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I want to develop application for enterprise level,for instance,a software for hotel in which a customer will navigated through tab(application software) for accessing the facilities available which i'm developing with the help of android which i find flexible for development but this same scenario i want to repeat for iphone i find corona SDK for cross platform development which uses Lua Scripting but its syntax is basically for game(as i saw)and i thing it will lead me to complexity in future while development so which one will be suitable language (which i can use)?
uid: 108555 topic_id: 18550 reply_id: 73903


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#30

Tom

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@Danny,

Some nice tips in your post. There is one issue with tip #6. You can't add event listeners to the table objects like you're doing because you created an associate array instead of an indexed array. #myButtons will not return the number of elements in an associate array. The "for" loop needs to be modified as follows:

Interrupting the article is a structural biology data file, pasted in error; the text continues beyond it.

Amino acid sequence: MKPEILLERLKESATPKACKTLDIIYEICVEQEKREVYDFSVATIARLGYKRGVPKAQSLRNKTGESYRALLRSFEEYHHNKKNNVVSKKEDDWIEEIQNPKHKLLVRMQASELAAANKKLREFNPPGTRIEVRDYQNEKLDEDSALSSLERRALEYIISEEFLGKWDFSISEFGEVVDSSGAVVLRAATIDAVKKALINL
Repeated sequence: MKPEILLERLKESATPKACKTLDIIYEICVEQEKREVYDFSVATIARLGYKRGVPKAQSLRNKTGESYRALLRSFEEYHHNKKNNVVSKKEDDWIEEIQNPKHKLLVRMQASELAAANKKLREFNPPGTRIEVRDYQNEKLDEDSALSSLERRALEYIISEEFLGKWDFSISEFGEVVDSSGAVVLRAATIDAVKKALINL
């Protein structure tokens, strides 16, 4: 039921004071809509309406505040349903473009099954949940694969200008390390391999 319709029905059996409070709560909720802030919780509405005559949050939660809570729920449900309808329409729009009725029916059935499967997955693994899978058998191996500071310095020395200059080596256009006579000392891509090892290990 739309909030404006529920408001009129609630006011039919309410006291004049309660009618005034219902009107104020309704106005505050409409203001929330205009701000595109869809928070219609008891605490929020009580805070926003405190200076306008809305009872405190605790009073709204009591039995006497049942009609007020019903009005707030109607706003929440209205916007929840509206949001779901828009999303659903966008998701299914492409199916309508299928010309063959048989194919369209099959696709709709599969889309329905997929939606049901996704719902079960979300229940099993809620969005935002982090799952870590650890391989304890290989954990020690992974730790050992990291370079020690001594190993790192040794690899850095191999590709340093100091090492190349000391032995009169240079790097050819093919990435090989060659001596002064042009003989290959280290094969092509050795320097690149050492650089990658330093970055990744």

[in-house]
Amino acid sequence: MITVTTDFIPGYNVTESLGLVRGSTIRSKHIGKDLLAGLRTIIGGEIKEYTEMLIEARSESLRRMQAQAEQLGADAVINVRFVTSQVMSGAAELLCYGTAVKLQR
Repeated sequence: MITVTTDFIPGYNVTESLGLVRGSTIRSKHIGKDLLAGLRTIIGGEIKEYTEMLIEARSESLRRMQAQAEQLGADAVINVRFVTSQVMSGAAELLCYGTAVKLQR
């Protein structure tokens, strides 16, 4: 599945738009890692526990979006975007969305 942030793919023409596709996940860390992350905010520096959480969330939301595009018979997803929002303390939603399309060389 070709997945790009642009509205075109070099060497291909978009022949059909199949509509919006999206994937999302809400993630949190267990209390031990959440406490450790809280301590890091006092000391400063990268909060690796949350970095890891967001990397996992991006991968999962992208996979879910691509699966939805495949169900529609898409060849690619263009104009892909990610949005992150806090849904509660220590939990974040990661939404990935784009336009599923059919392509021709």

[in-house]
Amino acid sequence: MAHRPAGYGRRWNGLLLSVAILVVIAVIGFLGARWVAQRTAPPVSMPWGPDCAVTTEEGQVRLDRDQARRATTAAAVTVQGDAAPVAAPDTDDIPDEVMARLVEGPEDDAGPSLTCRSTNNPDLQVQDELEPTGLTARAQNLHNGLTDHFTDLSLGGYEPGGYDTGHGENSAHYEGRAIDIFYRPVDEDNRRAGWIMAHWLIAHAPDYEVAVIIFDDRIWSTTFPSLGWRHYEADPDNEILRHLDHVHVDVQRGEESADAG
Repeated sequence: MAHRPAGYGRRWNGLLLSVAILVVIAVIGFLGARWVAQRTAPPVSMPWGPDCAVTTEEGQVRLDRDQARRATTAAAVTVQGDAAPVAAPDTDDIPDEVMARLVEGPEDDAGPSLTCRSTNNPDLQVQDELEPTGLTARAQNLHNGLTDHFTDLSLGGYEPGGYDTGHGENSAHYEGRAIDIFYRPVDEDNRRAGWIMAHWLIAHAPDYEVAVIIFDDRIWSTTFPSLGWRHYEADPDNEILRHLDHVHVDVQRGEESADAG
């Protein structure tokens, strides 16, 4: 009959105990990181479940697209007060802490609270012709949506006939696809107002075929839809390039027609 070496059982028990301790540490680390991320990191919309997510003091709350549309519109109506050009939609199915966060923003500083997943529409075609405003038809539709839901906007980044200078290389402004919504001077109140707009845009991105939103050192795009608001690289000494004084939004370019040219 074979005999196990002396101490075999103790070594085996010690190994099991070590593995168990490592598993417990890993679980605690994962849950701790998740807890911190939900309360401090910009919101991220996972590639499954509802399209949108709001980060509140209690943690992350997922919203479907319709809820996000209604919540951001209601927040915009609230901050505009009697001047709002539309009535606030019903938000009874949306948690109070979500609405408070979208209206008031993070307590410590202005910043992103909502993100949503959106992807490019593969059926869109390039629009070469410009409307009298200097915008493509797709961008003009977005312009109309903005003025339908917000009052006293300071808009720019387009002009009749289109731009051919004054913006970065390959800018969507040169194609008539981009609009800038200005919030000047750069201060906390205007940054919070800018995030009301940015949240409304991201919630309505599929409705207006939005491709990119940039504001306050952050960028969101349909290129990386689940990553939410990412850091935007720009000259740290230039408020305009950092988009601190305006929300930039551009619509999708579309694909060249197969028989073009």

--Add event listeners for all the buttons
for i,v in pairs(myButtons) do
    myButtons[i]:addEventListener("tap", handleButtons)
end
uid: 7559 topic_id: 18550 reply_id: 87770


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#31

don

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Performance tip: If you're sure that you're not leaking memory. Disable the garbage collector in critical performance code. Reenable it when you need to reclaim memory.


collectgarbage('stop')  -- prevents the gc from running

-- in a level doing stuff

-- exiting level 
-- clean up and nil no longer used variables

collectgarbage('restart') -- restart the gc
collectgarbage('collect') -- reclaim memory
uid: 27183 topic_id: 18550 reply_id: 96042


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#32

jeff472

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For number 5, couldn't you optimise it using the previous hints too?